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Norine Dresser

"For over thirty years, cross-cultural customs and beliefs have been the focus of my research, writing and
university teaching."


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OnLine Multicultural Manners Column

Remaining Safe From the Remains

A 16-year-old girl brings a heart-shaped box to her Arizona high school English class. The box contains the cremated remains of the girl’s mother, who died two years before. While showing the ashes to a girlfriend, the teenager inadvertently spills some of the ashes on the floor. The next day, 100 students are absent from the school.

What went wrong?

The students whose families boycotted the school were Native Americans, from the Hopi and Navajo nations, which represent about half of the school’s 800 students. According to their beliefs, they could not enter a room where the remains of the dead had been spilled. They believed that if the classroom were not spiritually cleansed, the spirit of the deceased would remain in the area, posing a threat to them. Subsequently, a traditional Navajo medicine man and a Hopi spiritual leader conducted a cleansing ceremony that returned the spirit of the student’s mother to its resting place and allowed the students to come back to school.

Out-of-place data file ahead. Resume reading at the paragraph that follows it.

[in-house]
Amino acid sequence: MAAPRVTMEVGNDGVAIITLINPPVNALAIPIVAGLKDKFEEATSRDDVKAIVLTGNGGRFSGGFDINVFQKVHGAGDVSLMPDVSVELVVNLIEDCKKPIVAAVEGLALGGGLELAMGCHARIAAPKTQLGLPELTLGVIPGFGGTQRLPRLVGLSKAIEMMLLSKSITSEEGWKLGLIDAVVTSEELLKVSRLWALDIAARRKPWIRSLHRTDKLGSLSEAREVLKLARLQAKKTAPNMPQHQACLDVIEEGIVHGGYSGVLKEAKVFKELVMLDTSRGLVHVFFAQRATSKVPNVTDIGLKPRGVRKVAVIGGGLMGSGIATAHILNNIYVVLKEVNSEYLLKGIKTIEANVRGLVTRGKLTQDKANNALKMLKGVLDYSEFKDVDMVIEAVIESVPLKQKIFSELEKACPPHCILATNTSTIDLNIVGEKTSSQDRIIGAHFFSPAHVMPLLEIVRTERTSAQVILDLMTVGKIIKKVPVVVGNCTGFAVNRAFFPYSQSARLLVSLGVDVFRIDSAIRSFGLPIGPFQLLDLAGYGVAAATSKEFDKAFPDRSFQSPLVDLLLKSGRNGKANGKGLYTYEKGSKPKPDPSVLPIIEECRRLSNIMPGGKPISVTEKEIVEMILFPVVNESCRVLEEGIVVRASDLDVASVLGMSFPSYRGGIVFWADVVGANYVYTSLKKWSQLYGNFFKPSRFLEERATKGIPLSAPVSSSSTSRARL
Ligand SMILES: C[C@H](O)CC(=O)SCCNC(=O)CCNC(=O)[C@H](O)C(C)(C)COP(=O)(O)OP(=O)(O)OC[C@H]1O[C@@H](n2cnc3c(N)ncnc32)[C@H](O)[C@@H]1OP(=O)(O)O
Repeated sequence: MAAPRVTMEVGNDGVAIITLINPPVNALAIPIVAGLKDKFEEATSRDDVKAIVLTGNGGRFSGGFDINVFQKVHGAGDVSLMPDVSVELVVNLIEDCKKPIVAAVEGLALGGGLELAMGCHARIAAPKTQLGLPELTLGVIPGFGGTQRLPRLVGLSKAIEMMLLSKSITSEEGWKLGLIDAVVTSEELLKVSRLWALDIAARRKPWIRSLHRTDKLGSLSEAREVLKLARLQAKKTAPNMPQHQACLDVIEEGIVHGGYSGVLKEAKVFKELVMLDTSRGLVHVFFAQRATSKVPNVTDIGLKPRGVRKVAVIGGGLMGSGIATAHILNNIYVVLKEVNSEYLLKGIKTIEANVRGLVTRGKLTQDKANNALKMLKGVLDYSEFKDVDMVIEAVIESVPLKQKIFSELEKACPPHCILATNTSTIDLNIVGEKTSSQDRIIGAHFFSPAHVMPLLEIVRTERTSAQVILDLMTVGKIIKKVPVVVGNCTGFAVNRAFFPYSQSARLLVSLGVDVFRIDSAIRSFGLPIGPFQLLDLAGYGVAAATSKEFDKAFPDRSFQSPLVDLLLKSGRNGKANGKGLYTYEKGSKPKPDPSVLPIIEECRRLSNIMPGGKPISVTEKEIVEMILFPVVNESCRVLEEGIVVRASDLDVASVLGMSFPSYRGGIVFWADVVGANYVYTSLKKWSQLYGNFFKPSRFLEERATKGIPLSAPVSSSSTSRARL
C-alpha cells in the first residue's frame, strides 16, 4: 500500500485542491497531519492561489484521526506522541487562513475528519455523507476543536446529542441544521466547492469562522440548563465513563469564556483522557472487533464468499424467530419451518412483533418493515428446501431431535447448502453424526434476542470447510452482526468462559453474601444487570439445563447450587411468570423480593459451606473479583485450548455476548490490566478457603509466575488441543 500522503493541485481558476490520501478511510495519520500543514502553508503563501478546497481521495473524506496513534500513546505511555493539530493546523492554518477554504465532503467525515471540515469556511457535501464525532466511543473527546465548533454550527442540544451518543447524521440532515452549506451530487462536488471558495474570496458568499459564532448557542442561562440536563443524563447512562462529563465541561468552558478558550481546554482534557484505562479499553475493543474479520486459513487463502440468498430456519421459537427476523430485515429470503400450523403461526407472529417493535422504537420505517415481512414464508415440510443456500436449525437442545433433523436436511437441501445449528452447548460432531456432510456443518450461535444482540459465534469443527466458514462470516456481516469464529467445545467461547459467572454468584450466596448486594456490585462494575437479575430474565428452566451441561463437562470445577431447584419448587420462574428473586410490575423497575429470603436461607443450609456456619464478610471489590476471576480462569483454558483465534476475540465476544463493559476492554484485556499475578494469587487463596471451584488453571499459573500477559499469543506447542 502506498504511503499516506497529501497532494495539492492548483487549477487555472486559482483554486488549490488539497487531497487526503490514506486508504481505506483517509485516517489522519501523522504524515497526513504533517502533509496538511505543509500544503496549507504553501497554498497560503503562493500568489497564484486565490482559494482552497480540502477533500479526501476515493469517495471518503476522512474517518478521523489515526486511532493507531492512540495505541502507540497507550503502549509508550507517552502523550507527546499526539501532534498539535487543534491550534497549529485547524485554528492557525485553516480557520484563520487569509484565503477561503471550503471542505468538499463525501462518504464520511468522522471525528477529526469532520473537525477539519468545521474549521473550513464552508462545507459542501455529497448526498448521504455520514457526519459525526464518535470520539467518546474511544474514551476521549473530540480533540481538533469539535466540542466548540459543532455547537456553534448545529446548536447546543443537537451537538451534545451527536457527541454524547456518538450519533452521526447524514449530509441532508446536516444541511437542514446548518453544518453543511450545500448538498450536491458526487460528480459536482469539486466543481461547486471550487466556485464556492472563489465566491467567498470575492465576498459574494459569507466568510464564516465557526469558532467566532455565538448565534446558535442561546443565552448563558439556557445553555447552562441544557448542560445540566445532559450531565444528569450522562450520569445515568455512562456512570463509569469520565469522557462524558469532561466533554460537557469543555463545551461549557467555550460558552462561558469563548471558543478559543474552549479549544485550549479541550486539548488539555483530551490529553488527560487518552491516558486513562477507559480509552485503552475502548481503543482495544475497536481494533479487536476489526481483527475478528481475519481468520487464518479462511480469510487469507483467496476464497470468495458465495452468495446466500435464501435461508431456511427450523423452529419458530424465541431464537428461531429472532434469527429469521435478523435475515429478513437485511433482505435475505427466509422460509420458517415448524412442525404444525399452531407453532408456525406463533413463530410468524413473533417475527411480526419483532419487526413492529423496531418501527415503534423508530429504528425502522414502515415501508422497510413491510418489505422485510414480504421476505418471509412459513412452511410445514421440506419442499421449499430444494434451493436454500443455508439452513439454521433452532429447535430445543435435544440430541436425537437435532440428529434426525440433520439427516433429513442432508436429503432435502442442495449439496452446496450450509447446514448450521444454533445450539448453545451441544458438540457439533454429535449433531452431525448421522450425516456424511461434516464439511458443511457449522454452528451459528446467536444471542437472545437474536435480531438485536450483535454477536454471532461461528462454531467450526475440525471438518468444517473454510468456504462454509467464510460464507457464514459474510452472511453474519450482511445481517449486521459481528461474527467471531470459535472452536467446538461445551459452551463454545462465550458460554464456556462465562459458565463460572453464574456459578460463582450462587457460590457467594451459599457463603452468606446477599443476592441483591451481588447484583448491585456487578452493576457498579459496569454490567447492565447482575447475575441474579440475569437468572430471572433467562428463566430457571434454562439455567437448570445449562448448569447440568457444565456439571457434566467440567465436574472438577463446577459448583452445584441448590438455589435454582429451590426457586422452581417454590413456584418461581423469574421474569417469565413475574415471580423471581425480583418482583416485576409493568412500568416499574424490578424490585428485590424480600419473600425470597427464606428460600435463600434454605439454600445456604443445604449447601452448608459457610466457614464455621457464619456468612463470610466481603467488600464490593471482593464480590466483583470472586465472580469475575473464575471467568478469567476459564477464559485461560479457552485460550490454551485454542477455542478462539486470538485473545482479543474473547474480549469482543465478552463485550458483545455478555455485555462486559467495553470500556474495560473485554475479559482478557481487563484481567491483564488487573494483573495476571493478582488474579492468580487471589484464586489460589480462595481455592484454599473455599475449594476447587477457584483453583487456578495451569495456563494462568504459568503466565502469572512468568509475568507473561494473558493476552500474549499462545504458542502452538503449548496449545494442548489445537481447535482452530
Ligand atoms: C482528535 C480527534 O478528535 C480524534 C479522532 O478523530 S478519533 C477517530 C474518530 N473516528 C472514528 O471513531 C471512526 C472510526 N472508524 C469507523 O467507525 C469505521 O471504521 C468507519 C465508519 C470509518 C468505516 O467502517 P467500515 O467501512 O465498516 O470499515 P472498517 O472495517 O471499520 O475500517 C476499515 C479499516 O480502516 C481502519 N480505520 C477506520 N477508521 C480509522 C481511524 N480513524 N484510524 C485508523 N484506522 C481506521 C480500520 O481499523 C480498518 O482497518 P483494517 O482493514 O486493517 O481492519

Generally, Native Americans do not cremate their dead, preferring the burial tradition. In preparing for burials, Navajos wash the deceased and afterward, many will not touch the body lest they leave their handprints or fingerprints on it. Other Navajos won’t go near the grave after a person is buried, but many in the younger generation will visit veteran’s cemeteries and other grave sites on memorial holidays.

© Norine Dressser, 4/20/96